Symptoms of the Wuhan coronavirus are similar to that of SARS but with milder symptoms and symptoms take longer to develop. It generally causes upper respiratory problems, beginning with a mild cough that persists for about a week before they begin to experience shortness of breath. The immunocompromised, young children, and the elderly are more at risk of the chance the virus causes far more serious respiratory tract illnesses like pneumonia of bronchitis. So far around 15%-20% of cases have developed into these sever symptoms.

The Wuhan coronavirus is still a developing story. In a globally connected world, where international travel is trivial, the opportunity for a virus similar to that of SARS to wreak havoc on a global stage is higher than ever in human history. The Wuhan outbreak shows how a perfect storm of human transmissible disease, in a highly populated urban area, with international outlets could take a small regional outbreak and spread it across nations. Hopefully, through international coordination, we can limit the spread of this virus and as we gain more information effectively treat those infected.

Below is a timeline of events as of the time of writing:

December 31st : The World Health Organization is alerted by Chinese officials of a string of pneumonia like cases in Wuhan.

January 1st : The Centers for Disease Control identifies a seafood market as a suspected center of the outbreak. Chinese officials close down and quarantine the market.

January 9th : The World Health organization announces that the outbreak is being caused by a previously unknown strain of coronavirus, a broad viral family ranging from the common cold to deadly variants such as SARS.

January 11th : Chinese officials report the first fatality – a 61 year old man in Wuhan who developed pneumonia.

January 13th : The first international case is announced in Thailand by the World Health Organization. The victim is a Chinese woman who developed a mild case of pneumonia upon returning from a trip to Wuhan.

January 15th : China’s health commission says that is cannot yet confirm human transmission but the possibility “cannot be excluded”.

January 16th : A second international case is announced. This time in Japan with someone who had stayed in Wuhan in early January.

January 17th : A second fatality is reported – a 69 year old man in Wuhan. The same day, the Centers for Disease Control announces it will begin screening passengers arriving from Wuhan at Los Angeles, San Francisco, and New York’s JFK International airports.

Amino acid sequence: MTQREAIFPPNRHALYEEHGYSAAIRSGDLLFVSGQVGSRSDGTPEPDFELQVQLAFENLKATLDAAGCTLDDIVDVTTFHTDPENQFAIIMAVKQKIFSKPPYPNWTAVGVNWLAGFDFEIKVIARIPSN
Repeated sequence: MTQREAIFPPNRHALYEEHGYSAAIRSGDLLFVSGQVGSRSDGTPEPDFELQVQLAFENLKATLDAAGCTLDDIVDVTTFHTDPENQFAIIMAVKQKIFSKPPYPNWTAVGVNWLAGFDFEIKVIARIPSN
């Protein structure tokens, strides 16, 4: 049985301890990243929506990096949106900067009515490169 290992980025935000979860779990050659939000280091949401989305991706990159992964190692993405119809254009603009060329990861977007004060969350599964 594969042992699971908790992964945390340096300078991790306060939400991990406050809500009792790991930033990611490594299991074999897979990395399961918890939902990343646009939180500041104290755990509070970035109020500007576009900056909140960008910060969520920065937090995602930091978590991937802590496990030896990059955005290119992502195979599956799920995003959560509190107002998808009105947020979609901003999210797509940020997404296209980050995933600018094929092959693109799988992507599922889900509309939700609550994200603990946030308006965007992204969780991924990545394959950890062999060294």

January 20th : A third death and 100 new case reported in China. The virus is detected in South Korea for the first time in a Chinese passenger arriving from Wuhan. China’s President Xi Jinping makes his first public comments on the outbreak saying that it must be “resolutely contained”. Zhong Nanshan, a Chinese expert on infection diseases, announces that human to human transmission is confirmed.

January 21st : The first US case of Wuhan’s coronavirus is reported in Everett, Washington. The man had traveled to Wuhan earlier in January.

January 22nd : Airports across Europe step up checks on flights from Wuhan. The same day, the World Health Organization’s Chief, Tedros Adhanom Ghebreyesus, says that he is postponing the decision on whether or not to declare a global health emergency.

January 23rd: Chinese authorities confirm 17 deaths and more than 500 cases have been reported. Travel access to and from Wuhan is suspended by the Chinese government in Wuhan and neighboring municipalities effectively quarantining 25 million people.

January 24th : The CDC confirms second confirmed case with multiple potential cases being monitored in the United States while Mayor De Blasio of New York is quoted as saying “The disease will reach New York sooner rather than later.”

January 25th : As China reports nearly 3000 cases, the CDC announces they are monitoring 110 possible cases across 26 states in the United States. There are now 81 confirmed deaths, 78 of which were in Hubei Province, the epicenter of the outbreak.

[1] Smith, Richard D (2006). “Responding to global infectious disease outbreaks: Lessons from SARS on the role of risk perception, communication and management”. Social Science & Medicine. 63 (12): 3113–23. doi:10.1016/j.socscimed.2006.08.004. PMID 16978751.

[2], accessed 1/23/20

[3], accessed 1/23/20

[4] McKie, Robin (10 December 2017). “Scientists trace 2002 Sars virus to colony of cave-dwelling bats in China”. The Guardian. ISSN 0029-7712.

[5] Ebola virus disease (Report). World Health Organizationaccessed 1/23/20

[6], accessed 1/23/20

[7] 汉地铁机场线开通 乘地铁赶飞机还需留意这两. Archived from the original on March 4, 2018.







Reported and Updated by Daniel Ballew, Digital Marketing Specialist for Hardy Diagnostics.

Related Posts

Leave a Reply

Your email address will not be published.